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Harriet Beecher Stowe's main purpose in writing and publishing Uncle Tom's cabin was to influence her norther readers for the reason and necessity of ending slavery. In her book, she created a picture of what the horrors of slavery in the South was really like as many people in the north did not really know. Her radical position on race relations, though, was informed by a deep religiosity. Stowe continually emphasizes the importance of Christian love in eradicating oppression. She also works in her feminist beliefs, showing women as equals to men in intelligence, bravery, and spiritual strength.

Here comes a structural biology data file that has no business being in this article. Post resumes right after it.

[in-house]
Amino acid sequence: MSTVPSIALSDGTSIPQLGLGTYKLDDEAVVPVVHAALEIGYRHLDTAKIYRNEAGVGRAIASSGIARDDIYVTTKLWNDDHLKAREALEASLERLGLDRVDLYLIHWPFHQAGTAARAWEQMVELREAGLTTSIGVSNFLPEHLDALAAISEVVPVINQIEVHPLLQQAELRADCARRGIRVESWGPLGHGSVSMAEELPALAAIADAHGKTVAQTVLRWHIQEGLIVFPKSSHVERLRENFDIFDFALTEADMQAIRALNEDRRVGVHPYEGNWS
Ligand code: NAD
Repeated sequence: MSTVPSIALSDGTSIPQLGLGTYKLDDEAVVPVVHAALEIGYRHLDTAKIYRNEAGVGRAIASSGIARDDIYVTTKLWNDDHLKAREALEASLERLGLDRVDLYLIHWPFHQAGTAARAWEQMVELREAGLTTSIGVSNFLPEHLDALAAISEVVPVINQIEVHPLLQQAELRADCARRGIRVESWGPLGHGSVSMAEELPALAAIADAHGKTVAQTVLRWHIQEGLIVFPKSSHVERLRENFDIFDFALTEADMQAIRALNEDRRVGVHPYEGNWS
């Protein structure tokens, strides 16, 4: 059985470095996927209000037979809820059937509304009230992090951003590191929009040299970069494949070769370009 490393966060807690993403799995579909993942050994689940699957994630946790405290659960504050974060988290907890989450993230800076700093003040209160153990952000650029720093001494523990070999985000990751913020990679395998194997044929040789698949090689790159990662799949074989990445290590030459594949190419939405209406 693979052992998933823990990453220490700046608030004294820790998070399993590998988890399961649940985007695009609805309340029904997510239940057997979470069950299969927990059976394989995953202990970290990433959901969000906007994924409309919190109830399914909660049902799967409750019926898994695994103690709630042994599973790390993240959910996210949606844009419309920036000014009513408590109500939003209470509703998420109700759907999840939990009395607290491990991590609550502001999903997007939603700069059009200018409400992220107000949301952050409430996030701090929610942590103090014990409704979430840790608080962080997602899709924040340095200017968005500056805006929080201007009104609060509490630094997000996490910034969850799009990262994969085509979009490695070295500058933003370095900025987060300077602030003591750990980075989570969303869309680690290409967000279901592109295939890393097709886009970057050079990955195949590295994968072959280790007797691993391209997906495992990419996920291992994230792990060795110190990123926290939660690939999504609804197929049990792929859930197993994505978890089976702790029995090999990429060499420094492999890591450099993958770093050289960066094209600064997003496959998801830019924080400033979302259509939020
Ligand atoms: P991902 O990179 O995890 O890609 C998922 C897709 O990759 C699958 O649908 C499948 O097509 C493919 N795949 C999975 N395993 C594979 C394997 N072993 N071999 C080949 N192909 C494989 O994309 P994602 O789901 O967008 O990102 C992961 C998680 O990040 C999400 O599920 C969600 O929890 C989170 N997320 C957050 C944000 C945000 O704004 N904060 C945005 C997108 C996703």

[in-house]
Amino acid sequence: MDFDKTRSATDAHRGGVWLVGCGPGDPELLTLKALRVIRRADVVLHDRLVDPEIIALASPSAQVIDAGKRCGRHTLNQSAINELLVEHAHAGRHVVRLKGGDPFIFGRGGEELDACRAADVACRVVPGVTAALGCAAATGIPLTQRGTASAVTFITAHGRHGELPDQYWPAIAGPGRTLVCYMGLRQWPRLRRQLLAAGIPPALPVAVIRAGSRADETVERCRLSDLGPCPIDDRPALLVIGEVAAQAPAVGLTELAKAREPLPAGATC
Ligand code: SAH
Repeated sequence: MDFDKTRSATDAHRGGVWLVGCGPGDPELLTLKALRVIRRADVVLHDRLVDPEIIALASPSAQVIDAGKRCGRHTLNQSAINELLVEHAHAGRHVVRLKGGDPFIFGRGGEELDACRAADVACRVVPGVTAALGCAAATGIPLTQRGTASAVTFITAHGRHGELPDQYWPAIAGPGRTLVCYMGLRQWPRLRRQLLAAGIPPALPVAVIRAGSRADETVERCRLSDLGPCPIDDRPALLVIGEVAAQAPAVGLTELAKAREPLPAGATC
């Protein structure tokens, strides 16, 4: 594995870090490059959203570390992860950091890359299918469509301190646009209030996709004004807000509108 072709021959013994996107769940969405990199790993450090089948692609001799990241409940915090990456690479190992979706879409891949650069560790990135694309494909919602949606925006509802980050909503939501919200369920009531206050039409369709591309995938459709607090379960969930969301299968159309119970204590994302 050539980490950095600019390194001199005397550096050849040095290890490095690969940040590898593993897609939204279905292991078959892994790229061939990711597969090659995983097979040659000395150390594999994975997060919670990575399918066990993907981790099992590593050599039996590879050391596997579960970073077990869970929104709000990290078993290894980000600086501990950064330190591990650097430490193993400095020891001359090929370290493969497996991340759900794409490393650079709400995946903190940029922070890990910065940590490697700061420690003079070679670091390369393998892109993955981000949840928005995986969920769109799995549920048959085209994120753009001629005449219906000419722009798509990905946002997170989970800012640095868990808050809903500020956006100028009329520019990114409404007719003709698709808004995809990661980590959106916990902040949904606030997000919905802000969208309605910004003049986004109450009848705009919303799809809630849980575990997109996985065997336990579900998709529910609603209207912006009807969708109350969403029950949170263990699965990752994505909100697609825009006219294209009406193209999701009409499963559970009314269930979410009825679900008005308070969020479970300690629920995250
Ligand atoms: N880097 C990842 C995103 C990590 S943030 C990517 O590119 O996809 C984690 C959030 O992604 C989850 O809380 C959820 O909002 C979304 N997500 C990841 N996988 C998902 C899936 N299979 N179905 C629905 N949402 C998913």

Non-white characters are condescended to and stereotyped: slaves are described – by a character who is ostensibly on the side of the oppressed – as ‘poor, simple, dependent creatures’ (p. 31); Stowe states that ‘the negro mind, impassioned and imaginative, always attaches itself to hymns and expressions of a vivid and pictoral nature’ (p. 29); the children are ‘pickaninnies’ and the mixed-race women are sexually available. All of the black characters are ‘woolley headed’. All of these features Stowe includes in her book are characteristics of post colonial literature.
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